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WELDON E. DELP AND VIRGINIA M. DELP v. BOROUGH HARRISVILLE (07/27/76)

decided: July 27, 1976.

WELDON E. DELP AND VIRGINIA M. DELP, APPELLANTS
v.
THE BOROUGH OF HARRISVILLE, APPELLEE



Appeal from the Order of the Court of Common Pleas of Butler County in case of Weldon E. Delp and Virginia M. Delp v. The Borough of Harrisville, No. 13 of 1974.

COUNSEL

Gary L. Farren, for appellants.

James A. Taylor, with him Murrin & Murrin, for appellee.

President Judge Bowman and Judges Mencer and Rogers, sitting as a panel of three. Opinion by Judge Rogers.

Author: Rogers

[ 25 Pa. Commw. Page 487]

This is an appeal from the final decree of the lower court refusing to grant permanent injunctive relief to landowners who sought to prevent a borough from proceeding with construction of a storm sewer system. We affirm.

Weldon E. and Virginia M. Delp (Delps) purchased a seventy-six acre tract of land in Harrisville, Pennsylvania, in 1956 which they use for the breeding and raising of rhododendron plants. The property is located a short distance south of a street in Harrisville under which the borough began in 1974 to construct a sewer drainage pipe. The effect of the finished construction would be to discharge water south of the street which would ultimately infiltrate a spring-fed pond constructed by the Delps on their property for use in irrigating their plants during drought seasons.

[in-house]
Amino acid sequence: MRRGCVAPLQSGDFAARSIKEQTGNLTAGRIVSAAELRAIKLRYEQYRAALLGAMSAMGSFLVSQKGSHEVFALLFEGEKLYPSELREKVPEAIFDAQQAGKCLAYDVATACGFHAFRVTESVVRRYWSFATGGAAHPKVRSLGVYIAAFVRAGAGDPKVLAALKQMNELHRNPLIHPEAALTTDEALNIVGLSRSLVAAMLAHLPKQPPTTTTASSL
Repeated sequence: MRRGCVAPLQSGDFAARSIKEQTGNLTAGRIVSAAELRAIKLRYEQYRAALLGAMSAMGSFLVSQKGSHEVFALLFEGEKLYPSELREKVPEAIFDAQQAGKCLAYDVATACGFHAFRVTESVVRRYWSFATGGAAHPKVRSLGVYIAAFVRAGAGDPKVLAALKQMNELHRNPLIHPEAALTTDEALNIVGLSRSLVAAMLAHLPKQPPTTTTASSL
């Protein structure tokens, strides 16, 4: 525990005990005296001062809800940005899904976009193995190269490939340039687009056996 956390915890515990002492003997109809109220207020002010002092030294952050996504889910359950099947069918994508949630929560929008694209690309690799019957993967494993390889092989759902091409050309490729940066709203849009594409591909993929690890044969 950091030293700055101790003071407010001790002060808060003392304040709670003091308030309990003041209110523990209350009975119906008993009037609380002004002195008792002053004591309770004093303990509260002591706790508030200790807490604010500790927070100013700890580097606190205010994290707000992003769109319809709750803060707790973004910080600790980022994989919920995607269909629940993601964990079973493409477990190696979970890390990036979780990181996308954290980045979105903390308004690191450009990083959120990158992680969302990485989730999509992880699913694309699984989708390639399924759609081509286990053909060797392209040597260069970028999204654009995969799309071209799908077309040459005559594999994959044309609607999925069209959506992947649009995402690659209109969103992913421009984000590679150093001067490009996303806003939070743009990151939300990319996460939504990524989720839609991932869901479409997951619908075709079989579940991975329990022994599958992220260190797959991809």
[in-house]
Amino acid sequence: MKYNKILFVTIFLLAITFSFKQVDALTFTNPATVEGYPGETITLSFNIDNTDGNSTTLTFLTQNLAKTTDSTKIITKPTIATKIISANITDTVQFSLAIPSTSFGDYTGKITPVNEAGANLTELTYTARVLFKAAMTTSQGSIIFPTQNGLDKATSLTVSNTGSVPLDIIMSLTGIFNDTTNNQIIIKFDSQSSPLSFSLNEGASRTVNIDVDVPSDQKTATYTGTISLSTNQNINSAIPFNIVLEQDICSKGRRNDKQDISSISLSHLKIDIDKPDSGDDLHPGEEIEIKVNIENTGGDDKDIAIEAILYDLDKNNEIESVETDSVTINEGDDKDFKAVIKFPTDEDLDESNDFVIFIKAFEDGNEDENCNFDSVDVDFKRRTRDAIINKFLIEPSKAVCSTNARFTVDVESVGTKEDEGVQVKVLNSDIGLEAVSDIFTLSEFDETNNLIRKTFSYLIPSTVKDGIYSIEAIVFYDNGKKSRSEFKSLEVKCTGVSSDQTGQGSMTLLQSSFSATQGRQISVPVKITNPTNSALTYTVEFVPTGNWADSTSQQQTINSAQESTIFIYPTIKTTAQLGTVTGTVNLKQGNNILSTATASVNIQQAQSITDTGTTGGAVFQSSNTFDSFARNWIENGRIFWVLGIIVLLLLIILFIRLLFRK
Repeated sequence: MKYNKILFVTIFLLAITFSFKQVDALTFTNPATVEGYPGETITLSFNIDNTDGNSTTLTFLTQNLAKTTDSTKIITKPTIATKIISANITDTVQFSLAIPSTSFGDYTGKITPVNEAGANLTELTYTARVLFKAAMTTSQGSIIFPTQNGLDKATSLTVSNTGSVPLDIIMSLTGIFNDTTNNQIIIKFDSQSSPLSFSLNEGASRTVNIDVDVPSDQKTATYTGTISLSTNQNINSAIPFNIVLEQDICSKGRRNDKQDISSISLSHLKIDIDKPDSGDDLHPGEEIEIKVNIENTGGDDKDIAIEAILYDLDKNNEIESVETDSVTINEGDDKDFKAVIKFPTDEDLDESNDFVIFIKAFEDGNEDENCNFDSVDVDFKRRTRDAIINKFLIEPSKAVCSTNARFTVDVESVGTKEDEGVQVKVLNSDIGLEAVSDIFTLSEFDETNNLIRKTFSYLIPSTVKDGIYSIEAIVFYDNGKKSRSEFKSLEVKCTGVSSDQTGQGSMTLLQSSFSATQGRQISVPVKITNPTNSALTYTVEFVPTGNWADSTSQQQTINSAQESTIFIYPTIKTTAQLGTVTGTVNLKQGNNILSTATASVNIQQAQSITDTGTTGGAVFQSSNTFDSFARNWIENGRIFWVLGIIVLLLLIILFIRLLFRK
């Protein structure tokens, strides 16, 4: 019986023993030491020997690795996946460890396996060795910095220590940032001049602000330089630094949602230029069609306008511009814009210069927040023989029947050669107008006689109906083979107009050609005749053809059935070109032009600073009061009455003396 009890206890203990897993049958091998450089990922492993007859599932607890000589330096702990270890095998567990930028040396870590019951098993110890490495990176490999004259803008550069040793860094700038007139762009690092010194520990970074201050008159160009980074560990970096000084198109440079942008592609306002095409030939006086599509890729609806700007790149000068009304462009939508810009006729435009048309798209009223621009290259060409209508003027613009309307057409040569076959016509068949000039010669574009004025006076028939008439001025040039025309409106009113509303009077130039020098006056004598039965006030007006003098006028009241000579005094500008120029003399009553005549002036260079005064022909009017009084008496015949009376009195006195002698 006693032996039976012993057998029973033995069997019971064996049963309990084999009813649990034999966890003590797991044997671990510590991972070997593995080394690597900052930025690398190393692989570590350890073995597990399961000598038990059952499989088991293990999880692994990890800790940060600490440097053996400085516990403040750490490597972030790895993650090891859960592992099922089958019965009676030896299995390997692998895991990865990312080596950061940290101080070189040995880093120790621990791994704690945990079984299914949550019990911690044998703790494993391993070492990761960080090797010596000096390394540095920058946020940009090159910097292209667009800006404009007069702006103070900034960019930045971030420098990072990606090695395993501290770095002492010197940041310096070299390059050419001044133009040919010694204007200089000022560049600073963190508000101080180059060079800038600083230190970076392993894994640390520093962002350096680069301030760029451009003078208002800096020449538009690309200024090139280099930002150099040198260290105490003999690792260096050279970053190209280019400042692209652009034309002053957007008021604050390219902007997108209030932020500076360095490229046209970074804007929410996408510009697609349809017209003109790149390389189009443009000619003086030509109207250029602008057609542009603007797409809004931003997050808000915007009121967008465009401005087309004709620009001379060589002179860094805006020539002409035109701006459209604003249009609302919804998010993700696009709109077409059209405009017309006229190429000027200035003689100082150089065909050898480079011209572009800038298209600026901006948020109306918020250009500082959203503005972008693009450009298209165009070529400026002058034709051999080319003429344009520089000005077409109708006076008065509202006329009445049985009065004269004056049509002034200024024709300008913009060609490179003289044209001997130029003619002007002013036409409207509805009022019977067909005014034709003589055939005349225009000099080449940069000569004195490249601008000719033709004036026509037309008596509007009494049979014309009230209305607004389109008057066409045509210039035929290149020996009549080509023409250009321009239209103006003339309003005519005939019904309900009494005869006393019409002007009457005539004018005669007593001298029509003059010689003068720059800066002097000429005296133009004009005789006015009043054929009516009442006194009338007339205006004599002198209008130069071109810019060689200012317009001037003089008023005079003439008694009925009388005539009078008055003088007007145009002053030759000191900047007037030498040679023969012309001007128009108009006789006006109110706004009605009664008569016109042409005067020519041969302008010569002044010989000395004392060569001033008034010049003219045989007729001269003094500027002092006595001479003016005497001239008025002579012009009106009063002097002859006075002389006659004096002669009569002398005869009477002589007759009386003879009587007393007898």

The Delps, upon learning of the construction, applied for and were granted a preliminary injunction to halt the construction. At subsequent hearings, testimony was presented by both sides which conflicted in several material matters, especially with regard to the nature and quality of the discharging water, the existence for many years of another pipe under the roadway having the same function as the new construction, the expected volume and velocity of the discharge after the completion of the new construction, the possible effect of the discharge upon the landowners' pond, whether the discharge was into a natural stream bed or artificial ditch, and whether the borough had a right to clear vegetation out of the drainage bed.

Pertinent findings by chancellor are:

"17. The storm sewer was designed to get the water back into the course where it has always flowed.

"18. Ninety-five percent of the water flowing in the ditch was surface water from the north side of Route 58.

[ 25 Pa. Commw. Page 488]

"19. This water formerly went through the twelve inch pipe under Route 58. The land between the storm sewer project and plaintiffs' land is very flat so there will be a modulating or levelling off of any water peaks due to ...


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